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The transition from day to night will see the same cycle. Patients come and go. Handoffs between staff attempting to make care seamless. Towards midnight the pace of incoming patients begins to slow and areas that opened at 8 am or 11 am  are now closing down. By four am only a few patients will appear as the night team finishes up the care of their patients. 7 am is just around the corner when the day will start all over again….

7 clock


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Written by:

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David Adinaro MD, M.Eng., FACEP

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professional david adinaroDr. Adinaro is the Chief Medical Information Officer and Patient Safety Officer for St. Joseph’s Healthcare System in Paterson, NJ. He remains active as an emergency physician in the Paterson ER. Dr. Adinaro can be reached via [email protected] .

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This publication represents the personal opinion of the author and does not reflect his employer.

Prescribing Narcotics in the ED: A Rational Approach in a Changing World

“Cure Sometimes. Treat Often. Comfort Always”  - Hippocrates (400-ish BC)

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What is doctor to do?  We have a mandate to treat pain and relieve suffering, but some of the best medications available have high abuse potential and are involved in an epidemic of unintended morbidity and mortality.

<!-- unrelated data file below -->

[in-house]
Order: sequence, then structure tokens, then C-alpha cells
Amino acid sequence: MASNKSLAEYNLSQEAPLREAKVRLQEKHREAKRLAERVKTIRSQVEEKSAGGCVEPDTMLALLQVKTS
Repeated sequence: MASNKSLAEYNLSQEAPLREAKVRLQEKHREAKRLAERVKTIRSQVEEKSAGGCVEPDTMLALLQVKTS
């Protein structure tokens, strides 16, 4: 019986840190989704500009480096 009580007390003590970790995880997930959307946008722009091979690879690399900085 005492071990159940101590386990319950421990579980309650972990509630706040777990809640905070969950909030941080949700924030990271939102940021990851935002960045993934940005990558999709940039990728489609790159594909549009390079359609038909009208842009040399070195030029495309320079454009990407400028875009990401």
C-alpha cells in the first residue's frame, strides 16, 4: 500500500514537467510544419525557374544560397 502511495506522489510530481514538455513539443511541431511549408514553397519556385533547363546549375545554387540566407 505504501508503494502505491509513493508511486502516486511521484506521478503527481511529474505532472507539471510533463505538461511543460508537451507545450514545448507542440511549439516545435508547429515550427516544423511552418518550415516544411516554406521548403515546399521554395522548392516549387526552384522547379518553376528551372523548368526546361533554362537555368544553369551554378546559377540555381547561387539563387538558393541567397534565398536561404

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Do we as physicians prescribe too many narcotics?  Specifically do we emergency physicians prescribe more than we should? As with much else in medicine the evidence is complex and at times contradictory.  Some examples of the argument that we are not aggressive enough in the treatment of pain are the following (click on them to access links):

If you have spent any time looking at the news or proposed state legislation the answer would clearly be yes. There is an epidemic of deaths related to prescription drug use and misuse. The problem is stark both in terms of the individual tragedies and sheer numbers.


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My goal in this piece is to lay out the problem from an emergency medicine perspective and to suggest a set of guidelines that might help my colleagues in their daily struggle to figure out what the right thing to do is for each patient. This is based on a lecture I delivered at NJ-ACEP Scientific Assembly in May 2014 (Click here for slides: The Pendulum Swings).

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To start out let me disclose the following to understand my perspective:

one year of prescribing
I am a prescriber of narcotics….

  • One year thru March 2014
  • Cared for 2,700 patients
  • 318 filled prescriptions for CDS (down from 390 year prior)
  • Averaged 18 pills per script (19 in year prior)


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Who rarely prescribes “Higher Potency/Longer Acting” formulations:high potency


  • 30mg Oxycodone (2 scripts)
  • Morphine 15mg (1 script)
  • Dilaudid 2mg (2 script)
  • Oxycontin 20mg (1 script)





AND a patient who has received narcotic pain medication…

accident 2
  • Winter of 1988-1989
  • MVC (while as EMT in ambulance)
  • Femur Fracture
  • Surgery x 4
  • Meperidine, Morphine, Oxycodone



  • Summer 2014
  • “El Diablo” (kidney stone)
  • 4mm UVJ
  • Toradol and Oxycodone




The Modern Culture of Treating Pain

pain scaleThe introduction of  pain as  “The 5th Vital Sign  in the mid-1990s coincided with an explosion of prescribing of high potency and/or long-acting narcotics. The need to measure pain was codified by the Joint Commission at the start of the 2000′s.

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From an ED point of view pain scales may or may not be useful as the median pain score is an 8.